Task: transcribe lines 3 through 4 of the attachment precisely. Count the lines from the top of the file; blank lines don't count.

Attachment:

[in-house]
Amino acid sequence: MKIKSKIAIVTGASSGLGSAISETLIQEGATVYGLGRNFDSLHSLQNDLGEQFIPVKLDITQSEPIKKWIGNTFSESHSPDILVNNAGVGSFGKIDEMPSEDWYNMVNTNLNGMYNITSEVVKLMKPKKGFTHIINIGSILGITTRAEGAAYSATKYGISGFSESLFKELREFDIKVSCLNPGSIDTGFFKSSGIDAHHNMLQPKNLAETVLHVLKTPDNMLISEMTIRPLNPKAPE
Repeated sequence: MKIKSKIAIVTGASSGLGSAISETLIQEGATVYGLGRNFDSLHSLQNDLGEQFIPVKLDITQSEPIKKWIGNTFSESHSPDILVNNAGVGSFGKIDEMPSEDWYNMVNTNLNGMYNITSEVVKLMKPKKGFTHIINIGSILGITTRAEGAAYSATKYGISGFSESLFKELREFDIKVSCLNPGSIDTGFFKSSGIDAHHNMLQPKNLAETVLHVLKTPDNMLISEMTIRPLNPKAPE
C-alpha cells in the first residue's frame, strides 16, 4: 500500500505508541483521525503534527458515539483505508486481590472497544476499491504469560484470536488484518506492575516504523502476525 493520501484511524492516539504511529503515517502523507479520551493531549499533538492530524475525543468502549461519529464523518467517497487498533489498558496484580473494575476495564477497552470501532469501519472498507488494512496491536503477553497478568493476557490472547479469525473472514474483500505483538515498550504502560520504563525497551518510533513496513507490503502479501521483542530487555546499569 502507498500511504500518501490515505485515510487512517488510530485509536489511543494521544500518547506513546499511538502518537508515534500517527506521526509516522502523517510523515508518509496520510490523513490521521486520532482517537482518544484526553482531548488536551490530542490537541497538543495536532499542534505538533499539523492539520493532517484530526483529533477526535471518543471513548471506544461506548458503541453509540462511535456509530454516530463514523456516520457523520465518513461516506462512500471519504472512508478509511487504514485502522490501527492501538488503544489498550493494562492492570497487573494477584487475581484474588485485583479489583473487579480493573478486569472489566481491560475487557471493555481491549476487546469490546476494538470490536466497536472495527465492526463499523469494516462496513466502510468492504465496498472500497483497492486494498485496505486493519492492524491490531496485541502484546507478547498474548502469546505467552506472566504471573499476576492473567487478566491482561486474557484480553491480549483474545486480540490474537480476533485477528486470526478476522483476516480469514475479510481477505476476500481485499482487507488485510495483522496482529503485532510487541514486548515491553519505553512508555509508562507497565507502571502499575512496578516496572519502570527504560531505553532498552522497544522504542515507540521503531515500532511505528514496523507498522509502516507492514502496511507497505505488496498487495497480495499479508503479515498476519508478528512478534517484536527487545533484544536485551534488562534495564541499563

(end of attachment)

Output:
Repeated sequence: MKIKSKIAIVTGASSGLGSAISETLIQEGATVYGLGRNFDSLHSLQNDLGEQFIPVKLDITQSEPIKKWIGNTFSESHSPDILVNNAGVGSFGKIDEMPSEDWYNMVNTNLNGMYNITSEVVKLMKPKKGFTHIINIGSILGITTRAEGAAYSATKYGISGFSESLFKELREFDIKVSCLNPGSIDTGFFKSSGIDAHHNMLQPKNLAETVLHVLKTPDNMLISEMTIRPLNPKAPE
C-alpha cells in the first residue's frame, strides 16, 4: 500500500505508541483521525503534527458515539483505508486481590472497544476499491504469560484470536488484518506492575516504523502476525 493520501484511524492516539504511529503515517502523507479520551493531549499533538492530524475525543468502549461519529464523518467517497487498533489498558496484580473494575476495564477497552470501532469501519472498507488494512496491536503477553497478568493476557490472547479469525473472514474483500505483538515498550504502560520504563525497551518510533513496513507490503502479501521483542530487555546499569 502507498500511504500518501490515505485515510487512517488510530485509536489511543494521544500518547506513546499511538502518537508515534500517527506521526509516522502523517510523515508518509496520510490523513490521521486520532482517537482518544484526553482531548488536551490530542490537541497538543495536532499542534505538533499539523492539520493532517484530526483529533477526535471518543471513548471506544461506548458503541453509540462511535456509530454516530463514523456516520457523520465518513461516506462512500471519504472512508478509511487504514485502522490501527492501538488503544489498550493494562492492570497487573494477584487475581484474588485485583479489583473487579480493573478486569472489566481491560475487557471493555481491549476487546469490546476494538470490536466497536472495527465492526463499523469494516462496513466502510468492504465496498472500497483497492486494498485496505486493519492492524491490531496485541502484546507478547498474548502469546505467552506472566504471573499476576492473567487478566491482561486474557484480553491480549483474545486480540490474537480476533485477528486470526478476522483476516480469514475479510481477505476476500481485499482487507488485510495483522496482529503485532510487541514486548515491553519505553512508555509508562507497565507502571502499575512496578516496572519502570527504560531505553532498552522497544522504542515507540521503531515500532511505528514496523507498522509502516507492514502496511507497505505488496498487495497480495499479508503479515498476519508478528512478534517484536527487545533484544536485551534488562534495564541499563